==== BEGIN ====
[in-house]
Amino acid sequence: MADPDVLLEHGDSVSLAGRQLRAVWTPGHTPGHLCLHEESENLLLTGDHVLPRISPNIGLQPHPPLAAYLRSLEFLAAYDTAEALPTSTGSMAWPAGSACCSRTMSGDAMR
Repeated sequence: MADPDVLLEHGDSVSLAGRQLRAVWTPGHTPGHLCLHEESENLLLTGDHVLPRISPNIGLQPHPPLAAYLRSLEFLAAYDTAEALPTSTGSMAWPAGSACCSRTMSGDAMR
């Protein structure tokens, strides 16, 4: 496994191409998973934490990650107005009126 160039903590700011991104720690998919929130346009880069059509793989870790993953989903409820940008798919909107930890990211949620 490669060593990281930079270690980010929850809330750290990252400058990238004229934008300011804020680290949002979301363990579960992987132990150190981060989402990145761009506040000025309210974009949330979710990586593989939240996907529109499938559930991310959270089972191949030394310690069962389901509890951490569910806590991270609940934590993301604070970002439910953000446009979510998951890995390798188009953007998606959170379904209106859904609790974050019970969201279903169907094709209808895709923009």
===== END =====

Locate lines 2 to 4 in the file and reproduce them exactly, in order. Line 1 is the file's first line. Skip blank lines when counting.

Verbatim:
Amino acid sequence: MADPDVLLEHGDSVSLAGRQLRAVWTPGHTPGHLCLHEESENLLLTGDHVLPRISPNIGLQPHPPLAAYLRSLEFLAAYDTAEALPTSTGSMAWPAGSACCSRTMSGDAMR
Repeated sequence: MADPDVLLEHGDSVSLAGRQLRAVWTPGHTPGHLCLHEESENLLLTGDHVLPRISPNIGLQPHPPLAAYLRSLEFLAAYDTAEALPTSTGSMAWPAGSACCSRTMSGDAMR
């Protein structure tokens, strides 16, 4: 496994191409998973934490990650107005009126 160039903590700011991104720690998919929130346009880069059509793989870790993953989903409820940008798919909107930890990211949620 490669060593990281930079270690980010929850809330750290990252400058990238004229934008300011804020680290949002979301363990579960992987132990150190981060989402990145761009506040000025309210974009949330979710990586593989939240996907529109499938559930991310959270089972191949030394310690069962389901509890951490569910806590991270609940934590993301604070970002439910953000446009979510998951890995390798188009953007998606959170379904209106859904609790974050019970969201279903169907094709209808895709923009």